COVID-19 Impact on World’s Indigenous Goes Well Beyond Health Threat

UN News

The COVID-19 pandemic is having a devastating impact on the world’s indigenous peoples that stretches well beyond the immediate threat to their health, the new UN independent expert on the rights of indigenous peoples says.

This story was produced by UN News

19 May 2020 | “I am receiving more reports every day from all corners of the globe about how indigenous communities are affected by the COVID-19 pandemic and it deeply worries me to see it is not always about health issues”, said José Francisco Cali Tzay.

In a statement Monday, the Special Rapporteur – a Maya Kaqchikel from Guatemala who took up his post on 1 May – urged Governments worldwide to ensure that indigenous peoples have access to information about COVID-19 in their languages.

Cultural considerations

Urgent special measures must also be put in place to ensure availability and access to culturally appropriate medical services, he added, emphasizing that public health facilities are often too scarce in indigenous communities.

The rights to development, self-determination and lands, territories and resources must also be guaranteed, in order for indigenous peoples to manage the crisis and advance sustained development and environmental protection.

Mr. Cali Tzay said that in many countries, states of emergency are exacerbating the marginalisation of indigenous communities – and in the most extreme situations, militarisation of their territories is taking place.

“Indigenous peoples are being denied their freedom of expression and association, while business interests are invading and destroying their lands, territories and resources”, he said.

Riding roughshod

In some countries, he stated, consultations with indigenous peoples – as well as environmental impact assessments – are being abruptly suspended in order to force through megaprojects relating to agribusiness, mining, dams and infrastructure.

“Indigenous peoples who lose their lands and livelihoods are pushed further into poverty, higher rates of malnutrition, lack of access to clean water and sanitation, as well as exclusion from medical services, which in turn renders them particularly vulnerable to the disease”, he said.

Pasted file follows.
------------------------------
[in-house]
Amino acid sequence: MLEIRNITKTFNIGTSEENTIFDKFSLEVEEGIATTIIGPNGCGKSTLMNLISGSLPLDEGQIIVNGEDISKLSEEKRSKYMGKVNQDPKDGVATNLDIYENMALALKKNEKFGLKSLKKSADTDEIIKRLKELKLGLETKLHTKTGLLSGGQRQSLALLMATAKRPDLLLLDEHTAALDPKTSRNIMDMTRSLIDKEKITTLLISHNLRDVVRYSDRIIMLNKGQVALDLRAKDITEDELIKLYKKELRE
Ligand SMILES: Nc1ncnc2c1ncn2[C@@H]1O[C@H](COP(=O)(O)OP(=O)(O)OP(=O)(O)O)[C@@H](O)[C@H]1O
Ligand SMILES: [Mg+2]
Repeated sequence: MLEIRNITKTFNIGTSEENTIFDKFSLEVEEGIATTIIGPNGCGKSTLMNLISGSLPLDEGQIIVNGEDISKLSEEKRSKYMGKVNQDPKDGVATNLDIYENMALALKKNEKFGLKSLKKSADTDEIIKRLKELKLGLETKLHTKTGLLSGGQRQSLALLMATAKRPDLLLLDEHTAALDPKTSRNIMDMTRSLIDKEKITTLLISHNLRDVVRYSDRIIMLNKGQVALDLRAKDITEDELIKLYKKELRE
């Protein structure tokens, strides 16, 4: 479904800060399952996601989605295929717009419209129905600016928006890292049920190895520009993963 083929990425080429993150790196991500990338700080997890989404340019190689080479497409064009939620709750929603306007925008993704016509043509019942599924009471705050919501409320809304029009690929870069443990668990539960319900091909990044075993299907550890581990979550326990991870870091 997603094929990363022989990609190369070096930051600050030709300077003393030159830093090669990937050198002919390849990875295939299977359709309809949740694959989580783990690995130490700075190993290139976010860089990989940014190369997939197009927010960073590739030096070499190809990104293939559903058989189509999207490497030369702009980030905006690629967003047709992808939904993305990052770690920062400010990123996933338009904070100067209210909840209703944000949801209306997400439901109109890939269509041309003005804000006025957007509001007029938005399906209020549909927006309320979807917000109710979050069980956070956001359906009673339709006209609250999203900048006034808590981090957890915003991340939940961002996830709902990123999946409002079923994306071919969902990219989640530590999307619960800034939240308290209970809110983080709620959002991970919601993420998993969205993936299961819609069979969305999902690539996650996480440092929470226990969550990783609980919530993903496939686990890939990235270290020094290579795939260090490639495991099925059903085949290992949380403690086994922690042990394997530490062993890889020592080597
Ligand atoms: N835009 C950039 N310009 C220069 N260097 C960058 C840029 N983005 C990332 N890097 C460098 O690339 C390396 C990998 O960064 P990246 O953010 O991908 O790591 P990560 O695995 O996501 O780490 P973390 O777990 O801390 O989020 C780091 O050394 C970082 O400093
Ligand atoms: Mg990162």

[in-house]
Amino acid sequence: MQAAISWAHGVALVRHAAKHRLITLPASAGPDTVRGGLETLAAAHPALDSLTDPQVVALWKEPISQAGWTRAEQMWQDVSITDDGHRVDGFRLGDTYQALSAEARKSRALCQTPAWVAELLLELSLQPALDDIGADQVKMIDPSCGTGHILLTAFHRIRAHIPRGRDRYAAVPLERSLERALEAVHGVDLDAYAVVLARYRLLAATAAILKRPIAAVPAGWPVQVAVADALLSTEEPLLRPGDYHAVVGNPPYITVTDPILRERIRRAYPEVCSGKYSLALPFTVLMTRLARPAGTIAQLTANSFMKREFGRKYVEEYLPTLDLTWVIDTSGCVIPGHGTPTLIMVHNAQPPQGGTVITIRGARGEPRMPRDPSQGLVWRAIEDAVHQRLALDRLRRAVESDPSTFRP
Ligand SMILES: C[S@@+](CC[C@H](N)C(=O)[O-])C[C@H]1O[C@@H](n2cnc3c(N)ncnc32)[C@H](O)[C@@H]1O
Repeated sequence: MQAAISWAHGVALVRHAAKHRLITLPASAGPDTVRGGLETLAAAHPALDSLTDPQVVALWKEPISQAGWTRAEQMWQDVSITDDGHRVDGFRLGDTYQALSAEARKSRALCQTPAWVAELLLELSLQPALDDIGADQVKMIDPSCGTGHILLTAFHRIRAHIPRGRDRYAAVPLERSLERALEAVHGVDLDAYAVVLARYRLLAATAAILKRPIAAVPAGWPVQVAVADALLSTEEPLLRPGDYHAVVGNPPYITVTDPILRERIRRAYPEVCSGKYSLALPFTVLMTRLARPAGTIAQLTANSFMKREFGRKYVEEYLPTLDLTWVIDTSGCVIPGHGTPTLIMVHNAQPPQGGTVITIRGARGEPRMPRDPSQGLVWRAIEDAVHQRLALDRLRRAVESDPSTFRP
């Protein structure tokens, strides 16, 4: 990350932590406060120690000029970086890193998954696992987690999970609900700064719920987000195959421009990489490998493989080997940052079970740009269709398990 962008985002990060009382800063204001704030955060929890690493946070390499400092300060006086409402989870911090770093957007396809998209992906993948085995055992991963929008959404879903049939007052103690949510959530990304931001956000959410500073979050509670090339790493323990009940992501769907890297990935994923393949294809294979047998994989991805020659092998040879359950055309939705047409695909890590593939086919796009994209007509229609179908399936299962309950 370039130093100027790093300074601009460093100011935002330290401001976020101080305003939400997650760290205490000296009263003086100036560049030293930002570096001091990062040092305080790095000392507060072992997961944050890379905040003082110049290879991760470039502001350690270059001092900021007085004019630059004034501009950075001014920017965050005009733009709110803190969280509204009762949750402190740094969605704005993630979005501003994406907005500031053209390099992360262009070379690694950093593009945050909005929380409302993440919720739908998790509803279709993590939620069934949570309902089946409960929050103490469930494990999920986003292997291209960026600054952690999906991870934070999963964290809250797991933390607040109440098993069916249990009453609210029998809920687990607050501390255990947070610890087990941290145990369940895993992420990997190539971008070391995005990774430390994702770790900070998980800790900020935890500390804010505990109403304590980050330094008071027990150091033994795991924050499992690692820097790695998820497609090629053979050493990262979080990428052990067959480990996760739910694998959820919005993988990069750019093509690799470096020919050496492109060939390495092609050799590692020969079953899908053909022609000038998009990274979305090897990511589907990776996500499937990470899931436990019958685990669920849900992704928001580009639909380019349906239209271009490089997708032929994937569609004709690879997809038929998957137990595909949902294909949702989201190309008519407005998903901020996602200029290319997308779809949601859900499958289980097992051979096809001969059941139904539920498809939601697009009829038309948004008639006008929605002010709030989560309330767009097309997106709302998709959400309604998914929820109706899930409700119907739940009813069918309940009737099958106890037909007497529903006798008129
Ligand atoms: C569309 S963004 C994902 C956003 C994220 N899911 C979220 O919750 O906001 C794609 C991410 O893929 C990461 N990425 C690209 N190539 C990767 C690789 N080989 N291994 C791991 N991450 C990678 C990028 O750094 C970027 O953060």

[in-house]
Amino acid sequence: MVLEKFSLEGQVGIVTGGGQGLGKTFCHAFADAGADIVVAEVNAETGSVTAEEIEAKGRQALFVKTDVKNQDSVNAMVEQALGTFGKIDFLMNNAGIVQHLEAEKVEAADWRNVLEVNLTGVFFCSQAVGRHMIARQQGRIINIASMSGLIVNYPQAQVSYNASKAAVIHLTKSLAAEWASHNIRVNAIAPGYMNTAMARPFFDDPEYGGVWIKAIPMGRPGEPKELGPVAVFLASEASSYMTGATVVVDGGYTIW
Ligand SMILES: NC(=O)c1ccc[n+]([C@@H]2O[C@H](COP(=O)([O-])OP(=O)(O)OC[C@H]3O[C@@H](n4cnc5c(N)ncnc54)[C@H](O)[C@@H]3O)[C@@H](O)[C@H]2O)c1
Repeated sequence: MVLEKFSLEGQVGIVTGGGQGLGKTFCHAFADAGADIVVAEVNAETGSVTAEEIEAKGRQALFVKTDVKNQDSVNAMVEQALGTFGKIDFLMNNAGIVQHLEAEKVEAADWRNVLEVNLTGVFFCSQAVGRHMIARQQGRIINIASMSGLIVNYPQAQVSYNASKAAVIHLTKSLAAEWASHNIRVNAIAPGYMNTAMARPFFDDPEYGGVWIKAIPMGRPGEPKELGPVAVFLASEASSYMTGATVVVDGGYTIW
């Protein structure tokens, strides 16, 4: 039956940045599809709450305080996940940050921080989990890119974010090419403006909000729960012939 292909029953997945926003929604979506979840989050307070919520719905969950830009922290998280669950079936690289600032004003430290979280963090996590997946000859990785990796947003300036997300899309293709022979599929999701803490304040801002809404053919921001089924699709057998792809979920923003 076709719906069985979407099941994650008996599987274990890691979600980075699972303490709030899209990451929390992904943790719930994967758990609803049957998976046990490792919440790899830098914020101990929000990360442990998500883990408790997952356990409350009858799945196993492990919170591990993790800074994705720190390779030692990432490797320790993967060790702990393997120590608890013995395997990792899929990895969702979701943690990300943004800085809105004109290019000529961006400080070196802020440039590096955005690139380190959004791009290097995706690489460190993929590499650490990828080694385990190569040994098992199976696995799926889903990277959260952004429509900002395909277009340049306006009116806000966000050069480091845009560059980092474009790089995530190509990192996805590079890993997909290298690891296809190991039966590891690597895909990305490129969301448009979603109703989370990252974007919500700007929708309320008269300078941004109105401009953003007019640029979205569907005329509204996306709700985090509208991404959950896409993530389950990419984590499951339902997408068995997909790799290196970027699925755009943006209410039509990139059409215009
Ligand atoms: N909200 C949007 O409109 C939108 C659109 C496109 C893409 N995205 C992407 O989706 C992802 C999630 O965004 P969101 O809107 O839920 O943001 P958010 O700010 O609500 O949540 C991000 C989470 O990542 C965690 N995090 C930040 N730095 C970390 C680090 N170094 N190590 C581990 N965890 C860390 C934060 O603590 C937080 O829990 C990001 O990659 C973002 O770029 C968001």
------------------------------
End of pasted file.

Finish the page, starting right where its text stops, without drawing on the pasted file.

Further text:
Indigenous communities that have managed to best resist the COVID-19 pandemic are those that have achieved autonomy and self-government, which allows them to manage their lands, territories and resources, and ensure food security through their traditional crops and traditional medicine, he noted.

“Now, more than ever, Governments worldwide should support indigenous peoples to implement their own plans to protect their communities and participate in the elaboration of nationwide initiatives to ensure these do not discriminate against them”, he said.

The collective good

He added: “The pandemic is teaching us that we need to change. We need to value the collective over the individual and build inclusive societies that respect and protect everyone. It is not only about protecting our health.”

Special Rapporteurs, appointed by the Geneva-based Human Rights Council, are independent experts within the United Nations human rights system who address either country-specific situations or thematic issues in all parts of the world. Serving on a voluntary basis, they are not UN staff members nor do they receive a salary for their work.

Mr. Cali Tzay was previously the four-term President of the Committee for the Elimination of all forms of Racial Discrimination, which oversees the implementation of the International Convention on the Elimination of All Forms of Racial Discrimination. The founder of several indigenous organizations in Guatemala, he also once served as his country’s ambassador to Germany.

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Lumads, a people indigenous to the Philippines, housed at the University of the Philippines in Quezon City, after being forced off their ancestral lands. Photo Credit B.R. Villacruel.

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